As in many other former communist countries in Central and Eastern Europe, homeownership is the dominant type of tenure in the Czech Republic, with 75% of households owning their accommodation (i.e. 59% of households live in a dwelling that is owned outright and 16% in a dwelling that is owned with an outstanding mortgage or housing loan). The rate of homeownership is also high amongst low-income households, with 58% of households in the bottom quintile of the income distribution owning their dwelling outright in 2018, i.e. without an outstanding mortgage or housing loan. While the share of outright owners in the Czech Republic is well above the OECD average of around 43%, it is lower than in other former socialist countries. In Lithuania, the Slovak Republic or Hungary, for example, outright homeownership accounts for 80%, 76% and 73% of households respectively. This is mirrored by a relatively important role played by the private rental market in the Czech Republic compared with other countries in Central and Eastern Europe. Almost 18% of Czech households rent their dwelling from the private rental sector, which is lower than the average in OECD countries (25%) but remains higher than in many other former socialist countries. The share of households that rent their dwelling from the subsidised market (state-owned or other) is very low, at 1.4% of all households (OECD, 2020[6]) (Figure 1.1).

The housing tenure distribution in the Czech Republic, and especially the prevalence of homeownership and the relative importance of the private rental market, results from the transition to a market economy since 1989 and the subsequent privatisation of the housing stock. During the communist regime, which started in 1948, the Czech economy was governed by central planning and most of the economy was state-owned, including the housing stock. Almost all private multi-unit buildings that had been built during the construction boom between 1920 and 1938 or earlier were expropriated to become state property, with landlords forced to sell their property to the state at very low prices. State rental housing, therefore, became the dominant tenure in city centres, with the government allocating state-owned flats according to people’s needs and at a very low rent (Lux and Sunega, 2010[7]). Tenants who were allotted flats by the state obtained unlimited occupancy rights and tenants were able to transfer their “right of use” to their relatives or to exchange it with other user right holders (Lux and Mikeszova, 2012[8]).

After the Velvet Revolution of 1989 and the change of regime, privatisation of the housing stock occurred via two main channels: i) through the restitution of the public housing stock that had been expropriated between 1948 and 1989, which was returned to their previous owners or their descendants by restitution laws; and ii) through the sale of the dwellings to sitting tenants at below-market prices, as low as 5% to 10% of the actual value (de Boer and Bitetti, 2014[9]). By 1993, most of the property transfers to private owners had been completed (about 6%-7% of the whole Czech housing stock) (Lux and Mikeszova, 2012[8]), mainly in towns and cities. In central Prague, for example, around 70% of all houses were returned to their previous owners.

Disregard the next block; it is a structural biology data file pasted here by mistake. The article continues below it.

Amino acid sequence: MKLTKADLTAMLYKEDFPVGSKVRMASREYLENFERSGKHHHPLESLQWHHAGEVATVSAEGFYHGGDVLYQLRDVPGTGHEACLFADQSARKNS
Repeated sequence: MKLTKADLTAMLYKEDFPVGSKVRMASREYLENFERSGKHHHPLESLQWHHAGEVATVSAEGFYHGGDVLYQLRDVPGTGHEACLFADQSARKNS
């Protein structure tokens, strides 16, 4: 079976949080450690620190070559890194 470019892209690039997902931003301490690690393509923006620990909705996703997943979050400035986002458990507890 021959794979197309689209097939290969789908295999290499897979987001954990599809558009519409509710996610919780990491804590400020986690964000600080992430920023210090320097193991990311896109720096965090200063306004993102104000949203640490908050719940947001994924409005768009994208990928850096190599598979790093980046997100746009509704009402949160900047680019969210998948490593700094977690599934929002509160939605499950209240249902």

This process of transition from a socialist to a market economy has had a deep and lasting impact on the structure of the Czech housing market. In 1991, homeownership constituted 38% of the housing stock, 9% for co-operative housing and 39% for public rental, while private renting was almost non-existent (de Boer and Bitetti, 2014[9]). By 2018, homeownership and private renting had jumped to 75% and 18% respectively, while only 1.4% of Czech households rented their accommodation through the public subsidised rental market.

The very small size of the municipality-owned housing market, including social housing rented out at below-market rates, also finds its roots in the historical context. The municipal rental sector was created after 1991 with the transfer of around 1.44 million state-owned dwellings to municipalities, i.e. about 39% of the housing stock in the Czech Republic. Municipalities became free to manage and allocate public housing, with no state regulatory framework, regulations on public housing allocation or requirements to provide housing to poor and vulnerable households. Faced with rent regulation preventing them from introducing any effective way of managing their housing stock without subsidising it and a lack of financial and human resources to ensure the maintenance of it, many municipalities privatised a major part of their housing stock (Lux and Sunega, 2017[10]). Today, social rental dwellings account for only 0.4% of the total number of dwellings in the Czech Republic – a very low share compared with other OECD countries (e.g. 37.8% in the Netherlands, 20% in Austria, 7.6% in Poland and 4.0% in Hungary (OECD, 2020[6])).